Consumed

I am more than a consumer.

Or am I? I keep acting like a consumer everywhere I go. I consume goods and services, I consume entertainment, I consume and consume.

This becomes a problem when I start treating relationships like goods or services. It happens far too often. I look at other people as if they are providing me with some sort of emotional or physical product, which I take and take and never have to give anything back.

I’m sorry if I’ve done this to you. You deserve better.

You’re not innocent in all this, though. You do it too. I know, because it’s ingrained in all of us. It’s the culture we live in, the worldview we inherit. You don’t notice until you go looking for it.

I’ve been on the other end of this. I have opportunistic friends who take but never give. I don’t much enjoy being around them. The reciprocity of a relationship pretty much defines its boundaries. The more two people give, the more it grows.

All this consuming has some consequences. I’ve come to expect that I will consume, and that others will consume. I need to be a certain way so people will stick around. My friends need to be a certain way or I’ll casually toss them aside and find better ones.

Another consequence is when our institutions start treating us like consumers. It’s bad enough when corporations stop thinking of me as a customer, a person with whom they are in some sort of (ever so tenuous) relationship.

It’s worse when it’s the church.

God’s standard-bearers on earth, just giving in. It’s easy to do. You stop thinking in terms of congregations, in terms of relationships, in terms of bringing people out of darkness and into light. You start thinking instead in terms of market share, in terms of audience, in terms of attracting people from there to here.

You start talking about benefits without talking about sacrifice. You start talking about Jesus as primarily a provider of good things. You start de-emphasising the bits of scripture that talk about difficulty. You don’t want to preach that, because sacrifice doesn’t sell.

Of course, Jesus does bring good things. He promises a lot of really great stuff. But that’s only half the message. It’s a soft prosperity gospel. It’s all pie filling and no crust, if you will (I hope you won’t; pie filling is terrible, awful stuff).

This might seem like splitting hairs, or not a big deal. Does it really matter, as long as you’re preaching about Jesus?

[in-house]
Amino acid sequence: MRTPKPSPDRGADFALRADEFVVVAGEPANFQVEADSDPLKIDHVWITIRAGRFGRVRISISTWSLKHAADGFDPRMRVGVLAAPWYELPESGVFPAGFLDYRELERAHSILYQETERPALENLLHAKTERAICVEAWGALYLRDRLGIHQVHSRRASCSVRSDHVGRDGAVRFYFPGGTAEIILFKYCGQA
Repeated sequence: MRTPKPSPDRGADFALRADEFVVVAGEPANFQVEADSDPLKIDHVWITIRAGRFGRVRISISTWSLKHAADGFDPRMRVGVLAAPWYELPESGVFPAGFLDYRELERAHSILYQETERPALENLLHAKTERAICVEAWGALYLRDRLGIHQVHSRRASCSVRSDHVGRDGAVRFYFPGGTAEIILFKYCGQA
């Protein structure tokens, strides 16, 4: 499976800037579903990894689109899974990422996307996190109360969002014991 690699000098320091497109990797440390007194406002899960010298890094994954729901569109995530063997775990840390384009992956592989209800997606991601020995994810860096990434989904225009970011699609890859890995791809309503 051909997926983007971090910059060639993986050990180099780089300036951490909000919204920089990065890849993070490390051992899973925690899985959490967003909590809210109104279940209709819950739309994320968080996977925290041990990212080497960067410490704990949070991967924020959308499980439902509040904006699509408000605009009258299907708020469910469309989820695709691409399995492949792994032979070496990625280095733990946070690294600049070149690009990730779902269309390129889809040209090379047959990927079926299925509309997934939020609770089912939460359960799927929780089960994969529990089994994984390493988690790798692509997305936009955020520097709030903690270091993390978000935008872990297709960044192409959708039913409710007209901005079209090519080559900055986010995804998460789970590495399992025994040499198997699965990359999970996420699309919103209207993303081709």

I think it does. I think it’s the difference between a fake plastic Christianity and the authentic Way of the early church. (Who, by the way, understood much better the idea of sacrifice.) One version of Jesus is attractive and incomplete; you can feel that when you’re around him. He doesn’t move like he’s real. He’s in the uncanny valley, somehow. The other Jesus is a complete Jesus. He comes not only to gather his saints under his wings, but also treading the winepress of the wrath of the Father. He is victory over sin and death, for now and forever, not simply spackle to spread over your cracking facades or salve to rub into your wounds.

I’ve experienced both of these Jesus’ (and more) in my wanderings through the landscape of our modern church. This is just me talking here, but I think the difference between a church that gathers to consume and a church that gather to be consumed can be sensed in the language you use.

Language is a big deal (too big to get into here); the way you talk reflects on the way you think. What is in your heart comes out of your mouth, after all. And it works the other way around, too. You eventually come to believe the things that you say.

When you talk about Jesus, what sort of language do you use? Are you talking the way scripture talks about him? When you go to talk about Jesus, are your descriptions of him freakishly close to some passage by default?

Or are you talking about him the way you might talk about your latest gadget, a company you really like, or a service you feel you can’t do without?

Are you coming to Jesus to consume, or to be consumed?